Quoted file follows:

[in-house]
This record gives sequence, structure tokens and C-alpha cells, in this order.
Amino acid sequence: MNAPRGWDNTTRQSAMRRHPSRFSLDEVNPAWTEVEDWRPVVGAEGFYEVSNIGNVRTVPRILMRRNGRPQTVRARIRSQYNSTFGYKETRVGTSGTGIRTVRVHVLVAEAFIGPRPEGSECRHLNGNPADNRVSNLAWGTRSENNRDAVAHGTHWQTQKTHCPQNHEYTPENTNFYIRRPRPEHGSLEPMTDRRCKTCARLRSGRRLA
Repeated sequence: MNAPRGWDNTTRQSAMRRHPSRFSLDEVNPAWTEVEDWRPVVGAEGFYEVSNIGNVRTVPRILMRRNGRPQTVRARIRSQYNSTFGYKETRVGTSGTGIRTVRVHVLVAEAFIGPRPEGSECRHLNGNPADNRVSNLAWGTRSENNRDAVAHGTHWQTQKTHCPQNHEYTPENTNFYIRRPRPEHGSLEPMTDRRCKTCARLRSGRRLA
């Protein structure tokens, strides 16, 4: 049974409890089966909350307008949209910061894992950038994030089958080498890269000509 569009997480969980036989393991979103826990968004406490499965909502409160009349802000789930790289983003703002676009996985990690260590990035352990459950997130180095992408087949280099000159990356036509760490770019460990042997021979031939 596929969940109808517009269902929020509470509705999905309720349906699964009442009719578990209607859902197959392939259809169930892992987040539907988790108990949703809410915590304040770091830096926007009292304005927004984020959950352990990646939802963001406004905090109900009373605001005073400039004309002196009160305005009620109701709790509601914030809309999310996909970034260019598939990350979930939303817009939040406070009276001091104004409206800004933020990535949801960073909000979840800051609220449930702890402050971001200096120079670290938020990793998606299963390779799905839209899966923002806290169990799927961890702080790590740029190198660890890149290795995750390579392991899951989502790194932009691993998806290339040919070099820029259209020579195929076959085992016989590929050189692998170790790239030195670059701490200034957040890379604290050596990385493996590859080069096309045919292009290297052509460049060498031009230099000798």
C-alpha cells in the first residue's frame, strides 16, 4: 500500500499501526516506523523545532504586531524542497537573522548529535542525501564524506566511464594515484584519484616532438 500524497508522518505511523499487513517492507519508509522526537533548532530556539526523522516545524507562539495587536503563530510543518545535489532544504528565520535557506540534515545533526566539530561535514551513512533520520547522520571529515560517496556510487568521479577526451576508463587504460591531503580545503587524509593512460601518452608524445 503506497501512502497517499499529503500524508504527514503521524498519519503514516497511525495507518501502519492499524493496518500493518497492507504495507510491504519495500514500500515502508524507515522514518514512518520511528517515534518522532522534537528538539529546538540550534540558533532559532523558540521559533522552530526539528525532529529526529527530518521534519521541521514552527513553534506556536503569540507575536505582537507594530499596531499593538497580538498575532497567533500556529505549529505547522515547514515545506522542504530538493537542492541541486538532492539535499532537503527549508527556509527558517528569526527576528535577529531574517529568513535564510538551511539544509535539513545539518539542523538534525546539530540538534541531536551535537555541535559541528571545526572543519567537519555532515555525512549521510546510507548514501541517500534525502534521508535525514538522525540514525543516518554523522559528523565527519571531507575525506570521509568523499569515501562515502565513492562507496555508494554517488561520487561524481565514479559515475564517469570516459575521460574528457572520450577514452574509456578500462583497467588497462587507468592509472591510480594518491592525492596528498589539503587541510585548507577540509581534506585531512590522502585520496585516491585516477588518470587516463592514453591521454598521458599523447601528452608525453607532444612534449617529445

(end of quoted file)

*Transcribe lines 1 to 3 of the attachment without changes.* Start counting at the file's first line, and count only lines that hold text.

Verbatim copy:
[in-house]
This record gives sequence, structure tokens and C-alpha cells, in this order.
Amino acid sequence: MNAPRGWDNTTRQSAMRRHPSRFSLDEVNPAWTEVEDWRPVVGAEGFYEVSNIGNVRTVPRILMRRNGRPQTVRARIRSQYNSTFGYKETRVGTSGTGIRTVRVHVLVAEAFIGPRPEGSECRHLNGNPADNRVSNLAWGTRSENNRDAVAHGTHWQTQKTHCPQNHEYTPENTNFYIRRPRPEHGSLEPMTDRRCKTCARLRSGRRLA